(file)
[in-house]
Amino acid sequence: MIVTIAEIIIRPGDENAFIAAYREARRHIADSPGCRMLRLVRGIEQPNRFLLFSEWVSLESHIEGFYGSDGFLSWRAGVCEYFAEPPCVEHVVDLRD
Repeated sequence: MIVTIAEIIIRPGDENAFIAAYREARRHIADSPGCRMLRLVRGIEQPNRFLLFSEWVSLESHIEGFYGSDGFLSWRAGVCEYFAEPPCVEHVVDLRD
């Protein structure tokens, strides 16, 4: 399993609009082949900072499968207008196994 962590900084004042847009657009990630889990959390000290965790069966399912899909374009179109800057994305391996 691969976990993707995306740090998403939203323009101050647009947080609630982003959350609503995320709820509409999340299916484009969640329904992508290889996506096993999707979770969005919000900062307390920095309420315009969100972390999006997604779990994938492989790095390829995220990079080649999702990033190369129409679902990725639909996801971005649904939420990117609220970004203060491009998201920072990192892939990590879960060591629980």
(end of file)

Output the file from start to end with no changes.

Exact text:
[in-house]
Amino acid sequence: MIVTIAEIIIRPGDENAFIAAYREARRHIADSPGCRMLRLVRGIEQPNRFLLFSEWVSLESHIEGFYGSDGFLSWRAGVCEYFAEPPCVEHVVDLRD
Repeated sequence: MIVTIAEIIIRPGDENAFIAAYREARRHIADSPGCRMLRLVRGIEQPNRFLLFSEWVSLESHIEGFYGSDGFLSWRAGVCEYFAEPPCVEHVVDLRD
């Protein structure tokens, strides 16, 4: 399993609009082949900072499968207008196994 962590900084004042847009657009990630889990959390000290965790069966399912899909374009179109800057994305391996 691969976990993707995306740090998403939203323009101050647009947080609630982003959350609503995320709820509409999340299916484009969640329904992508290889996506096993999707979770969005919000900062307390920095309420315009969100972390999006997604779990994938492989790095390829995220990079080649999702990033190369129409679902990725639909996801971005649904939420990117609220970004203060491009998201920072990192892939990590879960060591629980």